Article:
$a$ $b$ $c$
$\beta,\gamma$ $\alpha,\gamma$ $\alpha,\beta$

There are $3$ cards and $3$ symbols, each card has $2$ symbols, each symbol appears on $2$ cards, each pair of cards has one symbol in common, and each pair of symbols appears together on one card. There is a pleasing duality between cards and symbols, and we can write down the dual of this game:

$\alpha$ $\beta$ $\gamma$
$b,c$ $a,c$ $a,b$

In the dual game, the card $\alpha$ has symbols $b,c$ because those were the cards with the symbol $\alpha$ in the original game. Notice that in this case, the dual is essentially the same game: there's a bijection $$\varphi = \{~a \mapsto \alpha,~b \mapsto \beta,~c \mapsto \gamma~\}$$ such that a card $x$ has a symbol $\varphi(y)$ if and only if the card $\varphi(x)$ has the symbol $y$ in the dual game. This relates to the fact that the incidence matrix is symmetric:

  $\begin{matrix} \alpha&\beta&\gamma \end{matrix}$
$\begin{matrix} a \\ b \\ c \end{matrix}$ $\begin{pmatrix} 0&1&1 \\ 1&0&1 \\ 1&1&0 \end{pmatrix}$


It's usually a good idea to come up with some notation.

Definition. An incidence structure is $(C,S,\in)$ where $C$ and $S$ are disjoint finite non-empty sets, and $\in$ is a relation with domain $C$ and range $S$.**

Interpret $C$ as the set of cards, $S$ as the set of symbols, and $x \in \sigma$ as "card $x$ has symbol $\sigma$". The bit about domains and ranges means there are no "blank cards" or "phantom symbols" - every card has a symbol, and every symbol appears on some card.

Definition. For $x : C$, $S_x = \{~\sigma : S~|~x \in \sigma~\}$, and for $\sigma : S$, $C_{\sigma} = \{~x : C~|~x \in \sigma~\}$.

$S_x$ is the set of symbols on a card $x$, and $C_\sigma$ is the set of cards with symbol $\sigma$.

Definition. A Card & Symbol Game (or CSG) is an incidence structure such that

$\newcommand\prop[1]{[\textsf{#1}]}\prop{UNIFORM}$ For some $n \ge 1$, every card has $n+1$ symbols (i.e. $\exists n \ge 1 \bullet \forall x : C \bullet \#S_x = n+1$)

$\prop{1-COMMON}$ Any two distinct cards have a unique common symbol (i.e. $\forall x,y : C~|~x \ne y \bullet \#(S_x \cap S_y) = 1$)

Call this $\prop{CSG} \equiv \prop{UNIFORM} \land \prop{1-COMMON}$.

The use of $n+1$ rather than $n$ is because mathematicians like to go back and change their notation in order to make things easier later, once they know what will make things easier.


Some more definitions will be useful for our investigation:

Definition. An incidence structure is square if there are the same number of cards and symbols (i.e. $\#C = \#S$). Call this $\prop{SQUARE}$.

Definition. An incidence structure is regular if the number of symbols on each card equals the number of cards with each symbol, and this number is at least $2$. Call this $\prop{REGULAR}$.

Definition. Incidence structures $\mathcal{G} = (C,S,\in)$ and $\mathcal{G}' = (C',S',\in')$ are isomorphic (or $\mathcal{G} \cong \mathcal{G}'$) if there are bijections $\varphi : C \to C'$ and $\psi : S \to S'$ such that $x \in \sigma$ if and only if $\varphi(x) \mathrel{\in'} \psi(\sigma)$.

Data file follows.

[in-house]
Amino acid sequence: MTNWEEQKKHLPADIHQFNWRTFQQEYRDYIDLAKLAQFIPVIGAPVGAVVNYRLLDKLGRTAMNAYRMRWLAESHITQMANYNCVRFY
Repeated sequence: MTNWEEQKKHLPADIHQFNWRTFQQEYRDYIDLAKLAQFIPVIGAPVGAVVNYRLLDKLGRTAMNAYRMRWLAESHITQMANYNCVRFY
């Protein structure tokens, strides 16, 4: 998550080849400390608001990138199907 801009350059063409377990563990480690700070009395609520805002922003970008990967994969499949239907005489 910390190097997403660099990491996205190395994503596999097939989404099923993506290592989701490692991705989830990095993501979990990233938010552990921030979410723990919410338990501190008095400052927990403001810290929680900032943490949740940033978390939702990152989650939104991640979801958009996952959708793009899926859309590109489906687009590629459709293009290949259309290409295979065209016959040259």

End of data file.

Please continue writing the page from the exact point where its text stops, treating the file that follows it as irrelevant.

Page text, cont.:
Obviously if $\mathcal{G}$ satisfies a property $\prop{P}$ and $\mathcal{G} \cong \mathcal{G}'$, then $\mathcal{G}'$ also satisfies $\prop{P}$.


We'd like to talk about duals:

Definition. The dual of an incidence structure $\mathcal{G} = (C,S,\in)$ is $\mathcal{G}^\star = (S,C,\ni)$, where $\sigma \ni x$ if and only if $x \in \sigma$.

Definition. $\mathcal{G}$ is self-dual if $\mathcal{G} \cong \mathcal{G}^\star$. Call this $\prop{SELF-DUAL}$.

Obviously $\mathcal{G}^{\star\star} = \mathcal{G}$. It will be useful to have a notation for dual properties:

Meta-definition. For a property $\prop{P}$, an incidence structure $\mathcal{G}$ satisfies $\newcommand\propd[1]{[\textsf{#1}^\star]}\propd{P}$ if and only if $\mathcal{G}^\star$ satisfies $\prop{P}$. For example,

$\propd{UNIFORM}$ For some $n \ge 1$, every symbol appears on $n+1$ cards

$\propd{1-COMMON}$ Any two distinct symbols appear together on a unique card

Obviously $[\mathsf{P}^{\star\star}] \equiv \prop{P}$. Due to the symmetry between cards and symbols in their definitions, $\prop{SQUARE}$, $\prop{REGULAR}$ and $\prop{SELF-DUAL}$ are each equivalent to their dual properties.


We'll be interested in finding more logical connections between these properties; let's write $\newcommand\infer{\vDash} \prop{P} \infer \prop{Q}$ to mean that $\prop{Q}$ can be inferred from $\prop{P}$.

Proposition. $\prop{REGULAR} \equiv \prop{SQUARE} \land \prop{UNIFORM} \land \propd{UNIFORM}$.

Proof. Obviously $\prop{REGULAR} \equiv \prop{UNIFORM} \land \propd{UNIFORM}$ with the same $n$. Consider $\in$ as a set of pairs $x \mapsto \sigma$. Then $\#{\in} = \#C \times \#S_x$ for each $x : C$, and also $\#{\in} = \#S \times \#C_\sigma$ for each $\sigma : S$. Since $\#C_\sigma = \#S_x$, we have $\#C = \#S$.

Conversely, suppose $\#C = \#S$, then $\#C \times \#S_x = \#{\in} = \#S \times \#C_\sigma$ for each $x:C$, $\sigma:S$, so $\#C_\sigma = \#S_x$. $\square$

So if $\mathcal{G}$ is square, uniform and dual-uniform, then the values of $n$ are the same. This is not necessarily the case if $\mathcal{G}$ is not square: for example, the incidence structure $\mathcal{B}_3$ defined by the incidence matrix $$\begin{pmatrix} 0&0&0&~&1&1&1 \\ 0&0&1&~&1&1&0 \\ 0&1&0&~&1&0&1 \\ 0&1&1&~&1&0&0 \\ 1&0&0&~&0&1&1 \\ 1&0&1&~&0&1&0 \\ 1&1&0&~&0&0&1 \\ 1&1&1&~&0&0&0 \end{pmatrix}$$ is uniform with each $\#S_x = 3$ and dual-uniform with each $\#C_\sigma = 4$. (Exercise: generalise this construction to $\mathcal{B}_n$ with $2^n$ cards, $2n$ symbols, each card having $n$ symbols and each symbol appearing on $2^{n-1}$ cards.) This isn't a CSG, as it doesn't satisfy $\prop{1-COMMON}$; another construction gives $\mathcal{C}_4$ with incidence matrix $$\begin{pmatrix} 1&1&1&0&0&0 \\ 1&0&0&1&1&0 \\ 0&1&0&1&0&1 \\ 0&0&1&0&1&1 \end{pmatrix}$$ which generalises to $\mathcal{C}_n$ with $n$ cards, $\frac{1}{2}n(n-1)$ symbols, each card having $n-1$ symbols and each symbol appearing on $2$ cards. (The details of this construction are left as another exercise.) This is a CSG satisfying $\propd{UNIFORM}$ but not $\propd{1-COMMON}$.